A senior American diplomat has offered some comfort to New Zealand over its role in the Five Eyes intelligence alliance, saying the security relationship is “rock solid” despite the Huawei furore.
The GCSB’s interim decision to block Huawei equipment from being used by Spark in its 5G network has sparked fears of retaliation from China against New Zealand, and led to accusations of the Government caving to US pressure.
While New Zealand has denied there was any pressure from allies to block Huawei, US Secretary of State Mike Pompeo said last month the country would be unable to share information with any partners which allowed Huawei into their “critical information systems”.
W. Patrick Murphy, the principal deputy assistant secretary of state for the Bureau of East Asian and Pacific Affairs, was quick to dismiss any imminent threat to New Zealand’s Five Eyes status during a visit to the country.
Speaking to Newsroom, Murphy said the US shared its own experiences with China when speaking to allies and partners in the Asia-Pacific and around the world.
“We’ve seen a lot of Chinese interference and unfair play in our very open country and open market, whether it’s [intellectual property] theft or state-subsidised approaches to contract arrangements, harassment and intimidation of academics and researchers and students, and taking advantage of our open society where there’s no equal or reciprocal treatment in China…it’s clear that the playing field is not level.”
“Our security relationship and the special arrangement we have with New Zealand along with several other countries is rock solid, and I don’t perceive any disruption to that now or going forward.”
Speaking about Huawei’s potential role in 5G mobile networks, he said the US would “do everything needed to protect our national security” as the world moved to the next generation of technology.
“Where we are going to have concerns is where our security systems, our communications systems have vulnerabilities and could be compromised, and it’s been made very clear from a US perspective, our independent judiciary, that companies like Huawei pose some threats.”
However, Murphy said individual countries would need to come to their own conclusions about Huawei based on their national security priorities, offering some positive words about the “strong partnership” between the US and New Zealand.
“Our security relationship and the special arrangement we have with New Zealand along with several other countries is rock solid, and I don’t perceive any disruption to that now or going forward – it’s very strong and I know working together we are going to overcome any particular obstacles that might arise.”
He ducked a question about the potential consequences for New Zealand if it were to reverse its ban on Huawei, saying: “I think that’s hypothetical, because that’s an issue that’s not in front of us right now – as diplomats we deal with what’s real and what’s present.”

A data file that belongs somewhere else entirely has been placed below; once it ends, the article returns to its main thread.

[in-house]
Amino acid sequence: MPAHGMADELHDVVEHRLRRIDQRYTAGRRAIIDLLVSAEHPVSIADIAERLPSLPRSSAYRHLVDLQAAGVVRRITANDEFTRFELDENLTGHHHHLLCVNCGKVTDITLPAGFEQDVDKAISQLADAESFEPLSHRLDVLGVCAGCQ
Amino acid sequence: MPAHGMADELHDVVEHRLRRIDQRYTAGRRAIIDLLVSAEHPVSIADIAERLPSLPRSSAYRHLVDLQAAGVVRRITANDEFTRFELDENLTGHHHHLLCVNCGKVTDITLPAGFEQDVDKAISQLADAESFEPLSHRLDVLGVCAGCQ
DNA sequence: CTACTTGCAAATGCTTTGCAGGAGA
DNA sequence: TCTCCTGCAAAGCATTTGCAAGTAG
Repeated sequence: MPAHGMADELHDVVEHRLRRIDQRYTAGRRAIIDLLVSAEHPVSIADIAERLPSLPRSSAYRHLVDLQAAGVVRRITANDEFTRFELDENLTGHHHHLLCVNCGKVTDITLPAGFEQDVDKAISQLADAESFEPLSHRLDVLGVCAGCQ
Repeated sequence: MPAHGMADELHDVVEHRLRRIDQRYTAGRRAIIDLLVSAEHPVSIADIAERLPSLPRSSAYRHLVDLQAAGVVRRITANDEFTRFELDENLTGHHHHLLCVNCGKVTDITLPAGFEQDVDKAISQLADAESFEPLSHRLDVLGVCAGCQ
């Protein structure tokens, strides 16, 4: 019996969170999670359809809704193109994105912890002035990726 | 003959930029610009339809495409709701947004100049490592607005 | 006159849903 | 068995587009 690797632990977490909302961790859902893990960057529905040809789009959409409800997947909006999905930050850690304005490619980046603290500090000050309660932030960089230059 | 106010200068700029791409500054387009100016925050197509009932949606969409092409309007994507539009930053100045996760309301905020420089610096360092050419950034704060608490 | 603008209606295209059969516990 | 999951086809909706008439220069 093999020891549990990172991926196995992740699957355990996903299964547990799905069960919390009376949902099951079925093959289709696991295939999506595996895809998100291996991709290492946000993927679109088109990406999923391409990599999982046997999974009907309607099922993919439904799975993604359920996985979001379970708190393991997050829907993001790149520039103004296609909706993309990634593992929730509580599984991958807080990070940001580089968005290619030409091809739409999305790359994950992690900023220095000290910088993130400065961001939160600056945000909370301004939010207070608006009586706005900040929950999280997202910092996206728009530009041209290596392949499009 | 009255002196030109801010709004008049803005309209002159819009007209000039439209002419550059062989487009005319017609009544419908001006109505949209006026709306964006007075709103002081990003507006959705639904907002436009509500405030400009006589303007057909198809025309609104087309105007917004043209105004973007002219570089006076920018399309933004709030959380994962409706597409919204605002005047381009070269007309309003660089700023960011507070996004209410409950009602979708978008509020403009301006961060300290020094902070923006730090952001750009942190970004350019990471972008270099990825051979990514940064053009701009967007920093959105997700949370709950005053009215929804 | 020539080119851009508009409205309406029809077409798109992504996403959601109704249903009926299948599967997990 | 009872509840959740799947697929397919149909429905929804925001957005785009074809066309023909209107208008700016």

US ramps up Pacific efforts
Murphy was also positive about Foreign Affairs Minister Winston Peters’ speech in Washington last December – in which Peters said New Zealand “unashamedly ask[ed] for the United States to engage more” in the Pacific – saying it was not seen as a critique of American neglect of the region but a signal of the opportunities to work together.
“We view ourselves as a Pacific nation to begin with, and have a lot of interests that are quite enduring in the Pacific, but it’s equally true that New Zealand has a particular expertise and we collaborate, we consult very closely with New Zealand on its neighbourhood so his message was quite well received.”
While the time and distance needed for Pacific trips was a challenge for top-level American visits, the US had ramped up its engagement, with Cabinet-level representation at last year’s Pacific Islands Forum in Nauru and Vice President Mike Pence attending the Apec summit in Papua New Guinea.
Murphy said the “free and open Indo-Pacific strategy” being championed by the US was not about containing China’s influence in the region, but about developing partnerships and “mutual respect”.
“Our vision is a region that is very inclusive of all countries big and small, that no one particular country dictate the rules of the road but we all work together collaboratively with respectful partnerships, and we seek a good relationship with China itself.”
“It’s a complicated relationship and we do see threats posed to our national security, our national interest, and we want to engage China to work through those issues.”
However, he said China’s activities in the region, such as its so-called debt trap diplomacy and coercive behaviour, provided challenges which the US wanted to address by providing alternatives for Pacific nations.
“There are areas where we need to cooperate in our national interest – North Korea’s a good example, countering illicit narcotics is another just to cite two – but it’s complicated, it’s a complicated relationship and we do see threats posed to our national security, our national interest, and we want to engage China to work through those issues.”
Murphy said there was little substance to concerns about the use of the Indo-Pacific term instead of the Asia-Pacific, saying the former was a “more inclusive” phrase that recognised India’s role in the Pacific.
“Nothing has changed – at the centre of an Indo-Pacific approach from a US perspective lies ASEAN centrality and that convening authority that Southeast Asia has earned for itself. We embrace it, we support it, much like we with continuity and consistency embrace the multilateral architecture built around that centrality.”